Effective 1:1 Teaching or Lost on Deserted Island?

CCC boy, asleep, Bar Harbor, Mt. Desert Island, Maine
CCC boy, asleep, Bar Harbor, Mt. Desert Island, Maine

Prompt:  Assume you have your first full time teaching job and the principal tells you that you’ve been selected to pilot the  “1 to 1 Project.”  What are your thoughts about the opportunities and challenges that  presents?

I honestly felt a bit confused and scared by the “1:1” teaching with the iPads. I do a fairly decent job with technology and am not really worried about that issue. The greater challenge was seeing the class progress from an excited group of highly educated adults to adolescent teenagers taking obscure pictures of each other and searching for unrelated data within 15 minutes.

I think properly implementing the technology of “1:1” in the class room would take a real commitment on the part of the teacher. Strict guidelines and clear expectations would have to be in place as well as a focused and usable format in order to get the most out of the opportunity. It’s not just enough “use it because we have it” as far as tech. A poorly designed and poorly delivered PowerPoint/iPad presentation can bore a student’s to tears just as quickly as a standard lecture.

Image Credit:



[CCC boy, asleep, Bar Harbor, Mt. Desert Island, Maine]

Call Number

LOT 12736, no. 1320 [P&P]

Source Collection

Van Vechten, Carl, 1880-1964. American scenes

Library of Congress Catalog Number


The Dog That Started The Space Race


The Dog That Started The Space Race

By John Buckley
5th Grade

Develop Historical Skills:
Sourcing and  Contextualization

Essential Question:
What were the reasons Laika was sent into space and what impact did it have on U.S. and Soviet relations?


Laika’s Journey to Space and the Cold War
[youtube http://www.youtube.com/watch?v=xz-vMeAa1OI]
American News Reel from 1957


Laika’s Journey to Space and the Cold War
Historical Documents: Discus the images as a class and their author’s perspective, place in history, and motive.
John Buckley

LaikaPicture2 LaikaNewspaperRussian LaikaUSSRStamp LaikaNewspaperArticle

Laika on a Soviet Postage Stamp

Laika as a Cartoon Character Hero

New York Times Newspaper Headline

Key Vocabulary Words
(To accompany article in worksheet form.) Discuss key vocabulary words as a class before having students break up into small groups to discuss the article and discussion questions.

Cold War: intense rivalry after World War II between the Soviet Union and its satellites and the democratic countries of the Western world, under the leadership of the United States.

Space Race: The competitive nature of the nations involved in space exploration.

Arms Race: Competition between countries to achieve superiority in quantity and quality of military arms.

Euthanised: To put an animal to death to end suffering or for convenience.

Depletion: The reduction in the number or quantity of something.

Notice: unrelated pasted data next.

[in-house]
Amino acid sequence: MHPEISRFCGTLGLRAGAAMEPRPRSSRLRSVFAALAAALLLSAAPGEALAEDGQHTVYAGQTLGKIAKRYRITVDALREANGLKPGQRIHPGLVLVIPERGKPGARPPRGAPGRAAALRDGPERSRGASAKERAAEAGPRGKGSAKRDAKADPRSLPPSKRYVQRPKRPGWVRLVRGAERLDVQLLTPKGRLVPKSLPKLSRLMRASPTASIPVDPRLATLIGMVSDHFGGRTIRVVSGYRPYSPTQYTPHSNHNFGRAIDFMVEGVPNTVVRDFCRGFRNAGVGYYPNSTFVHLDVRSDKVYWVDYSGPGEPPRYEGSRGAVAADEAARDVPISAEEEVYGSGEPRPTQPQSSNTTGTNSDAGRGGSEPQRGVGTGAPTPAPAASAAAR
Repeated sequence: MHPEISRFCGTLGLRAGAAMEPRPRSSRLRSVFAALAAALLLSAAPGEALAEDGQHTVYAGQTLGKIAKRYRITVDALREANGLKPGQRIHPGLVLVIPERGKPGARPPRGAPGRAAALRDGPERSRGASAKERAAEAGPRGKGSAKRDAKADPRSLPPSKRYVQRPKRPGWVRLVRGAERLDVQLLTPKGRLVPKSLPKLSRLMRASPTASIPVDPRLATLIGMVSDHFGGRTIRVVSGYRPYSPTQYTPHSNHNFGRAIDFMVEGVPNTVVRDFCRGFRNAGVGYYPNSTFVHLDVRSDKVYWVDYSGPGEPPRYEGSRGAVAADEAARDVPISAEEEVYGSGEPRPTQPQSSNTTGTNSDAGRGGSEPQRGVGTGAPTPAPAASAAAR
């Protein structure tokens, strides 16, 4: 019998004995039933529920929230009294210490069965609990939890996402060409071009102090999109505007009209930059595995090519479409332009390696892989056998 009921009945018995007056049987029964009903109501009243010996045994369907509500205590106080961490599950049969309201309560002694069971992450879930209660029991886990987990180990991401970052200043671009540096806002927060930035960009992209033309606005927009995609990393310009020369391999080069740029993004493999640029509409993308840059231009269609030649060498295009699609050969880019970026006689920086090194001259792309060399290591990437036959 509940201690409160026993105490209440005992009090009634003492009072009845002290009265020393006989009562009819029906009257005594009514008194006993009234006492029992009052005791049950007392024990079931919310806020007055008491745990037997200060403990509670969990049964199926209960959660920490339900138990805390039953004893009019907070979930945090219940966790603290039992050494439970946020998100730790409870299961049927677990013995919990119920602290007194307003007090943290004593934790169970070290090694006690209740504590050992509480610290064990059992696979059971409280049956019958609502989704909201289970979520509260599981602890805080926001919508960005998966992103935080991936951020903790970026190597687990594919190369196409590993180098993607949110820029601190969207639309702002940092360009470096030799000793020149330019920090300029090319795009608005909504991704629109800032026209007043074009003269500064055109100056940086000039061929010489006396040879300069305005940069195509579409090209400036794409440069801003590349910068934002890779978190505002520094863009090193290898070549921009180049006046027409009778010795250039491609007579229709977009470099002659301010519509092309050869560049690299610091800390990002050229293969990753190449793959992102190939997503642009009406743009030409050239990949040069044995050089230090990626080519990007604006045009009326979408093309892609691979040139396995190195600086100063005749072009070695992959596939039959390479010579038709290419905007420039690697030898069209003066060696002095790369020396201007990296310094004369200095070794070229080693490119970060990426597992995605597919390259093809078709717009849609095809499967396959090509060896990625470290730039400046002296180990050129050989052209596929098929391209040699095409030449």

R–7 Sustainer: A key part of the Soviet Rocket.

ICBM: Intercontinental-Ballistic Missile, a rocket or missile type of missile that can fly from one continent to another
Laika’s Journey to Space
*Give Students worksheet below to read and discuss in small groups.

“Laika 1954 – November 3, 1957) was a Soviet space dog who became one of the first animals in space, and the first animal to orbit the Earth. Laika, a stray dog from the streets of Moscow, was selected to be the occupant of the Soviet spacecraft Sputnik 2 that was launched into outer space on November 3, 1957.
Little was known about the impact of spaceflight on living creatures at the time of Laika’s mission, and the technology to de-orbit had not yet been developed, therefore Laika’s survival was not expected. Some scientists believed humans would be unable to survive the launch or the conditions of outer space, so engineers viewed flights by animals as a necessary precursor to human missions. The experiment aimed to prove that a living passenger could survive being launched into orbit and endure weightlessness, paving the way for human spaceflight and providing scientists with some of the first data on how living organisms react to spaceflight environments.
Laika died within hours from overheating, possibly caused by a failure of the central R-7 sustainer to separate from the payload. The true cause and time of her death were not made public until 2002; instead, it was widely reported that she died when her oxygen ran out on day six or, as the Soviet government initially claimed, she was euthanized prior to oxygen depletion.”
First Animals in Space

Discussion Questions
Scaffolding questions for students to use with documents:
1. Who made the video? When? And why?
2. Why did the Soviet Union want to send animals into space?
3. Was the United States alarmed about this event? And if so, why?
4. Did the event cause any fear or anxiety in United States? If yes, why?
5. If you were the Country’s leader, would you have sent Laika into space?
6. Did this event increase or decrease tensions in the Cold War between the U.S. and the Soviet Union?
Brief description of how the documents and scaffolding questions should reinforce the targeted historic skill(s)